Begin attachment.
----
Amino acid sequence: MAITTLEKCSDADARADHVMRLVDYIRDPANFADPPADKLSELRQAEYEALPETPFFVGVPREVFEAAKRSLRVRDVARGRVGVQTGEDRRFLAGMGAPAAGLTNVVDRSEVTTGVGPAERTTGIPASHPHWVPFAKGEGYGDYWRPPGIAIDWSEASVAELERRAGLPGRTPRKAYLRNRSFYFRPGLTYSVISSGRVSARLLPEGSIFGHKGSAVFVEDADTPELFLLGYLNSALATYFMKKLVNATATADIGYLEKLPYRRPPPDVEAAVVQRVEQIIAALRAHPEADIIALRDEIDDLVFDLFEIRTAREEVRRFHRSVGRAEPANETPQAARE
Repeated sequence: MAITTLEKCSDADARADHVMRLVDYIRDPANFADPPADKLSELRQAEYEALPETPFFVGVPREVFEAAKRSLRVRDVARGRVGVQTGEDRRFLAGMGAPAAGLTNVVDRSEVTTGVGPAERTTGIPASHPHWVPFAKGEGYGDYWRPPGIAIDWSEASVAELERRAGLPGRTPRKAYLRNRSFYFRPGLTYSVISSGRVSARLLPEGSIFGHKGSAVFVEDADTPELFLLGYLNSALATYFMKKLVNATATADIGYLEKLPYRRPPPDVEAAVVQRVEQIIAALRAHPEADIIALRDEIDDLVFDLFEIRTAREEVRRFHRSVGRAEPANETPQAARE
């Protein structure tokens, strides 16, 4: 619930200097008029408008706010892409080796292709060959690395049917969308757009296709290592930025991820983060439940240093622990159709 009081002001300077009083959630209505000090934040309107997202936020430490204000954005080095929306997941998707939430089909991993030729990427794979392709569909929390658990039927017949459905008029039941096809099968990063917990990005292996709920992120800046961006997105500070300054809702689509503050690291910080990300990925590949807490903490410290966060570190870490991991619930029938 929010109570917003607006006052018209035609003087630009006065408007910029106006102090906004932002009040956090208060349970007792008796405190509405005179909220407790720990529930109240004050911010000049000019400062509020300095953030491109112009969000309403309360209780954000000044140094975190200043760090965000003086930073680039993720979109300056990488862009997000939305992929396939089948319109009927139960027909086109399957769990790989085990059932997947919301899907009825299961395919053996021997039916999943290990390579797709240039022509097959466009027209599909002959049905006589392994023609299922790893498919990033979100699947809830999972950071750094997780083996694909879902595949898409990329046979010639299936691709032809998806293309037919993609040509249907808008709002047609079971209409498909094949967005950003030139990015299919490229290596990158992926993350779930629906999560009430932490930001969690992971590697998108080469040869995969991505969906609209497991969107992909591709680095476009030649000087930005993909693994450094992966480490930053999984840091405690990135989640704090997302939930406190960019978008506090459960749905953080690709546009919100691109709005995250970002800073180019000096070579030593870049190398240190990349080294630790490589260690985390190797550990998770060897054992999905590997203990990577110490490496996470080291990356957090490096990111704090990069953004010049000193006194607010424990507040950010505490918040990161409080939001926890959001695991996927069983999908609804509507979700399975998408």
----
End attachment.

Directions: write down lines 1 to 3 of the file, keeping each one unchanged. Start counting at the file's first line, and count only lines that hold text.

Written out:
Amino acid sequence: MAITTLEKCSDADARADHVMRLVDYIRDPANFADPPADKLSELRQAEYEALPETPFFVGVPREVFEAAKRSLRVRDVARGRVGVQTGEDRRFLAGMGAPAAGLTNVVDRSEVTTGVGPAERTTGIPASHPHWVPFAKGEGYGDYWRPPGIAIDWSEASVAELERRAGLPGRTPRKAYLRNRSFYFRPGLTYSVISSGRVSARLLPEGSIFGHKGSAVFVEDADTPELFLLGYLNSALATYFMKKLVNATATADIGYLEKLPYRRPPPDVEAAVVQRVEQIIAALRAHPEADIIALRDEIDDLVFDLFEIRTAREEVRRFHRSVGRAEPANETPQAARE
Repeated sequence: MAITTLEKCSDADARADHVMRLVDYIRDPANFADPPADKLSELRQAEYEALPETPFFVGVPREVFEAAKRSLRVRDVARGRVGVQTGEDRRFLAGMGAPAAGLTNVVDRSEVTTGVGPAERTTGIPASHPHWVPFAKGEGYGDYWRPPGIAIDWSEASVAELERRAGLPGRTPRKAYLRNRSFYFRPGLTYSVISSGRVSARLLPEGSIFGHKGSAVFVEDADTPELFLLGYLNSALATYFMKKLVNATATADIGYLEKLPYRRPPPDVEAAVVQRVEQIIAALRAHPEADIIALRDEIDDLVFDLFEIRTAREEVRRFHRSVGRAEPANETPQAARE
């Protein structure tokens, strides 16, 4: 619930200097008029408008706010892409080796292709060959690395049917969308757009296709290592930025991820983060439940240093622990159709 009081002001300077009083959630209505000090934040309107997202936020430490204000954005080095929306997941998707939430089909991993030729990427794979392709569909929390658990039927017949459905008029039941096809099968990063917990990005292996709920992120800046961006997105500070300054809702689509503050690291910080990300990925590949807490903490410290966060570190870490991991619930029938 929010109570917003607006006052018209035609003087630009006065408007910029106006102090906004932002009040956090208060349970007792008796405190509405005179909220407790720990529930109240004050911010000049000019400062509020300095953030491109112009969000309403309360209780954000000044140094975190200043760090965000003086930073680039993720979109300056990488862009997000939305992929396939089948319109009927139960027909086109399957769990790989085990059932997947919301899907009825299961395919053996021997039916999943290990390579797709240039022509097959466009027209599909002959049905006589392994023609299922790893498919990033979100699947809830999972950071750094997780083996694909879902595949898409990329046979010639299936691709032809998806293309037919993609040509249907808008709002047609079971209409498909094949967005950003030139990015299919490229290596990158992926993350779930629906999560009430932490930001969690992971590697998108080469040869995969991505969906609209497991969107992909591709680095476009030649000087930005993909693994450094992966480490930053999984840091405690990135989640704090997302939930406190960019978008506090459960749905953080690709546009919100691109709005995250970002800073180019000096070579030593870049190398240190990349080294630790490589260690985390190797550990998770060897054992999905590997203990990577110490490496996470080291990356957090490096990111704090990069953004010049000193006194607010424990507040950010505490918040990161409080939001926890959001695991996927069983999908609804509507979700399975998408």